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### Course: Algebra 2 (Eureka Math/EngageNY) > Unit 3

Lesson 8: Topic C: Lesson 16: Rational and Irrational Numbers- Approximating square roots
- Approximating square roots walk through
- Approximating square roots
- Comparing irrational numbers with radicals
- Comparing irrational numbers
- Approximating square roots to hundredths
- Comparing values with calculator
- Comparing irrational numbers with a calculator
- Proof: sum & product of two rationals is rational
- Proof: product of rational & irrational is irrational
- Proof: sum of rational & irrational is irrational
- Sums and products of irrational numbers
- Worked example: rational vs. irrational expressions
- Worked example: rational vs. irrational expressions (unknowns)
- Rational vs. irrational expressions

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# Proof: sum & product of two rationals is rational

Sal proves that the sum, or the product, of any two rational numbers will always be a rational number. Created by Sal Khan.

## Want to join the conversation?

- look, I'm genuinely confused about this rational thing.

he said that if an int is divided by an int then its rational right?

but 2/7 = 0.285714 recurring

I'm pretty certain that's not rational.

my teacher couldn't explain this to me

edit: would love if someone answered this quickly(10 votes)- So what makes you think it is not rational? If a decimal is repeating, it should be rational because some people such as myself can relatively easily find the two whole numbers to create a fraction. All truncating and repeating decimals are rational because they meet the definition of being a ratio of two integers or whole numbers.

An irrational number has a decimal that NEVER repeats. So if it repeats, then it does not meet the qualification of NEVER.(17 votes)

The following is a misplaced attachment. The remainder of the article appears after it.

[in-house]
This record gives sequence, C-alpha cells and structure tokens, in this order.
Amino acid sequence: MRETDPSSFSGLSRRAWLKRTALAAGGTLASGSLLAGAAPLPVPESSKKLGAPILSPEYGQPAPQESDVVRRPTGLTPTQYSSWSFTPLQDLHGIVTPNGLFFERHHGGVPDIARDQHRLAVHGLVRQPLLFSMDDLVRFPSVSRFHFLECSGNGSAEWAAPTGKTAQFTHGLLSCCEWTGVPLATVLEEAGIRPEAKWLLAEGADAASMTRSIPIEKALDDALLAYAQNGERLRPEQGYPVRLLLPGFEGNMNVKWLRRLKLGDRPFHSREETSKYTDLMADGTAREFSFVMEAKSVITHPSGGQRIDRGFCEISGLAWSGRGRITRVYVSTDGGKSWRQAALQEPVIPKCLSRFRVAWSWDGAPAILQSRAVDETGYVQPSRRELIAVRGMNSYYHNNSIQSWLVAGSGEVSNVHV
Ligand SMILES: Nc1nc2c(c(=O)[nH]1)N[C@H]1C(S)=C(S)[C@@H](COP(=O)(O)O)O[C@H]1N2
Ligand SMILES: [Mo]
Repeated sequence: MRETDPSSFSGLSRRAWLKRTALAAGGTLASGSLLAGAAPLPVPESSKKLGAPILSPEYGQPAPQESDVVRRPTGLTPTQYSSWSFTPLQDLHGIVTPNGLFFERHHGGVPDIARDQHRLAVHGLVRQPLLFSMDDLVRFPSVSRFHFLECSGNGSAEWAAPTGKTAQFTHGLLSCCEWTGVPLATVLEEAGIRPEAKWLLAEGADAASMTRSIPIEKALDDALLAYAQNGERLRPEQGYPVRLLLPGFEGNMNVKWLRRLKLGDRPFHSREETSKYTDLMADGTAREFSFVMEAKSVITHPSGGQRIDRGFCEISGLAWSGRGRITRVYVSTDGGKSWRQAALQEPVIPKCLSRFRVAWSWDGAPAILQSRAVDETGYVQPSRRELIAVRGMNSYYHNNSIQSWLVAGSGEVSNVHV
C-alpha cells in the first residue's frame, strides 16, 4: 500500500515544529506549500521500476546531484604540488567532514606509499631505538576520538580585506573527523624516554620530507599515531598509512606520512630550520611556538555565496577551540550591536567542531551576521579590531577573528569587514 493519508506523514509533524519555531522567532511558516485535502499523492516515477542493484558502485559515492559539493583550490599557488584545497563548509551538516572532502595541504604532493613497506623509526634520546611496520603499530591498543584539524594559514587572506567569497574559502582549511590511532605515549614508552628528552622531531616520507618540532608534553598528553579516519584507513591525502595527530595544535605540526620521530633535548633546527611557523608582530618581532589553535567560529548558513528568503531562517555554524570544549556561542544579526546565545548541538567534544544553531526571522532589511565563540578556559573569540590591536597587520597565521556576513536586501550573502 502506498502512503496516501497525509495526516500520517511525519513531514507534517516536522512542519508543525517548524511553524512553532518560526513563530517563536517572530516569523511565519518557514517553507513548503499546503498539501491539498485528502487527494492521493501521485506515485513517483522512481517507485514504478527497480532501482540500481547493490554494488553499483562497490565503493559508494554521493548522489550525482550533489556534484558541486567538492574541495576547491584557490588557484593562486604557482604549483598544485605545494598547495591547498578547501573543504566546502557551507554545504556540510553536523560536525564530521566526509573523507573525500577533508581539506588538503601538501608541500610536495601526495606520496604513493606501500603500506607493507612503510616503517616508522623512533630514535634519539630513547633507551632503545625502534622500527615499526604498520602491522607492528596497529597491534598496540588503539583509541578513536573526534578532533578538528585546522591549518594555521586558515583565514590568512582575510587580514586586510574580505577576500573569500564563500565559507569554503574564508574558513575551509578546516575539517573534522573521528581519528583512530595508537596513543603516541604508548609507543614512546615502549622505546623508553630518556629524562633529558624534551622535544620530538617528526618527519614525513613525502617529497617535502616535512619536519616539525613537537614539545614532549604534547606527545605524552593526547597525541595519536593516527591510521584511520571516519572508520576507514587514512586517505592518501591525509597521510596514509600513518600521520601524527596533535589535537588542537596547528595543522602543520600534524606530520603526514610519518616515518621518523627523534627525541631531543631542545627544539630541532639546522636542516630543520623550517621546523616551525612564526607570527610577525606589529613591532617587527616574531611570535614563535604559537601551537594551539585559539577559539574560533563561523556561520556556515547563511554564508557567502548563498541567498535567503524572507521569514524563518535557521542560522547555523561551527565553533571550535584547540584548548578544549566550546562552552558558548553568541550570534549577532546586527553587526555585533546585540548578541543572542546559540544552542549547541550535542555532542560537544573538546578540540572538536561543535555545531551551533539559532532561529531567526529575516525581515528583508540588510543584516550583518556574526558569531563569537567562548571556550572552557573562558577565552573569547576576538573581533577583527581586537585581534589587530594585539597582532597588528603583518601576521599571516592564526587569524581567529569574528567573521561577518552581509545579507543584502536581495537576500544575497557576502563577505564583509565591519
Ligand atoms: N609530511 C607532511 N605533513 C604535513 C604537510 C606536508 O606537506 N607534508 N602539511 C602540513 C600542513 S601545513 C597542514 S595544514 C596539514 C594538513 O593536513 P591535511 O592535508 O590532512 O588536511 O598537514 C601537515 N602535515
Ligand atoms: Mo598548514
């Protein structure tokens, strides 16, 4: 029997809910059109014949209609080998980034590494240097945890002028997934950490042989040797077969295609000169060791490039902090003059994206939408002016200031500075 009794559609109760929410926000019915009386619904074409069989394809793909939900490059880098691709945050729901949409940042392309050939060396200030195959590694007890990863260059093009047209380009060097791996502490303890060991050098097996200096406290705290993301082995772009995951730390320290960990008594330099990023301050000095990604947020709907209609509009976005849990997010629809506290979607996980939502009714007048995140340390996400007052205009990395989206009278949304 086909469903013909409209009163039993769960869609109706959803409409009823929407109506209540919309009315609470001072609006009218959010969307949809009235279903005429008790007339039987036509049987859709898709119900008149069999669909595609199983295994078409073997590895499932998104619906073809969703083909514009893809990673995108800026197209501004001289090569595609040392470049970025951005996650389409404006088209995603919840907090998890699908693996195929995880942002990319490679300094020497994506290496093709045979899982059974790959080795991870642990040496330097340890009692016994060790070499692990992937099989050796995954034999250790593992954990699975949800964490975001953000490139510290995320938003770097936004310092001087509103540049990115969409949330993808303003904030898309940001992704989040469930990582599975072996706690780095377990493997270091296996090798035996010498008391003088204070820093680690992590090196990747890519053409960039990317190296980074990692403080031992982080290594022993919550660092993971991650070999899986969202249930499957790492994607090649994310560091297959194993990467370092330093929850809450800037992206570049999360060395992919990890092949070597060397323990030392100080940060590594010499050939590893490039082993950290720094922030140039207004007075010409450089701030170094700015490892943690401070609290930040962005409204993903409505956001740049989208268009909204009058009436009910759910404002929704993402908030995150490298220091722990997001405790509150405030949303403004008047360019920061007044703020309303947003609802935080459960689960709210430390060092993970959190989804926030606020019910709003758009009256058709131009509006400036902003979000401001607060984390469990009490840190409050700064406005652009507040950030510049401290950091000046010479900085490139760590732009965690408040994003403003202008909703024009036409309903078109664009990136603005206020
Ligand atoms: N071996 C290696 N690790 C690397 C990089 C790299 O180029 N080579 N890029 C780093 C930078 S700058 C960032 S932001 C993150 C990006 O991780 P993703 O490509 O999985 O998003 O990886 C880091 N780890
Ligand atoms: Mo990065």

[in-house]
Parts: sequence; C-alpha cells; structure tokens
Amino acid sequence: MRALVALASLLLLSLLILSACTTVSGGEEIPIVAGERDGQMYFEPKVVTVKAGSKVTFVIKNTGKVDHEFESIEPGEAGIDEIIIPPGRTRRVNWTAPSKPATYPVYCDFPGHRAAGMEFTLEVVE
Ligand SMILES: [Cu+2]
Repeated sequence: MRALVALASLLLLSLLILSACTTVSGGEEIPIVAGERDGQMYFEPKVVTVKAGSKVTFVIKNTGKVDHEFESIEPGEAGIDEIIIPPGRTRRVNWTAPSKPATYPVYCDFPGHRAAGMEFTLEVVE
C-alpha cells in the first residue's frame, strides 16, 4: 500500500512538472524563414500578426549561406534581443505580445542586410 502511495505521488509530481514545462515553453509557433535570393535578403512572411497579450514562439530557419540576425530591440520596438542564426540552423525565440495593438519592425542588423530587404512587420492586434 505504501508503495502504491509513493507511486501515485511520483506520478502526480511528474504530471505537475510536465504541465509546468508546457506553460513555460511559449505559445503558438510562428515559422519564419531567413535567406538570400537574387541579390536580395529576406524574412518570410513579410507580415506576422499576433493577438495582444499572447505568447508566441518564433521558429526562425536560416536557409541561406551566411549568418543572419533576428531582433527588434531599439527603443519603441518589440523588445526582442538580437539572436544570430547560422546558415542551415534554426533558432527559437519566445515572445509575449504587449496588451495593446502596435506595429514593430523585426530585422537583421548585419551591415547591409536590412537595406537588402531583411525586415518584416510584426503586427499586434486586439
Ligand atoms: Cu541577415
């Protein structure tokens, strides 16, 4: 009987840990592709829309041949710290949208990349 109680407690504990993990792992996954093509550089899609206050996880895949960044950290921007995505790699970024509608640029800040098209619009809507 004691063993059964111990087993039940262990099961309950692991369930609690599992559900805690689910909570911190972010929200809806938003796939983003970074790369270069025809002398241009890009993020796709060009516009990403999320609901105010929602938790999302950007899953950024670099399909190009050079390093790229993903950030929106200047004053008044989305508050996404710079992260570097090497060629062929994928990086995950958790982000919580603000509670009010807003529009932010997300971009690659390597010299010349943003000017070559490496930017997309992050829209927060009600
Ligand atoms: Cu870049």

- can anyone of you can tell if this is true or not?

1+2+3+4+5.....to infinity= -1/12?

want to know just upvote for this question(5 votes)- No, because this is not a series whose terms are approaching zero. The terms are increasing by 1, and this is an arithmetic series. So, no, you can't calculate the sum of this series. It just approaches infinity.

In fancy terms, we would say that it 'diverges', that is, it evaluates to some really big number we can't bound.(5 votes)

- but when we multiply 1/7 and 22/1 we get 22/7 which is irrational and same with addition when we add 1/7 and 21/7, we get 22/7(2 votes)
- 22/7 is a rational number (a fraction created with 2 integers). It creates a repeating decimal. It just has a long repeat pattern of 6 digits.

If you think it is irrational because you think it is equal to Pi, that is a common point of confusion. 22/7 is just an approximation of Pi. Pi is irrational (a non-terminating and non-repeating decimal). Compare their decimal values. By the 3rd decimal digits, their values are different.

22/7 = 3.142857142857142857...

Pi = 3.14159265358979323846264338...

Hope this helps.(7 votes)

- How do you find out which is which? (Irrational & Rational)(4 votes)
- Rational Numbers: The real numbers which can be represented in the form of the ratio of two integers, say P/Q, where Q is not equal to zero are called rational numbers. Irrational Numbers: The real numbers which cannot be expressed in the form of the ratio of two integers are called irrational num(2 votes)

- Isn't it the case that this proof is false because sal's reasoning ends by assuming the proof is true (we can't know if "am" is a rational number because that's what we're trying to prove).(2 votes)
- Rational numbers are defined as the numbers that can be written as the ratio of two integers.

We take two rational numbers a/b and m/n

which means that a, b, m and n are integers

according to the definition of rational numbers.

We want to know if the product of two rational numbers is also a rational number, so we multiply a/b by m/n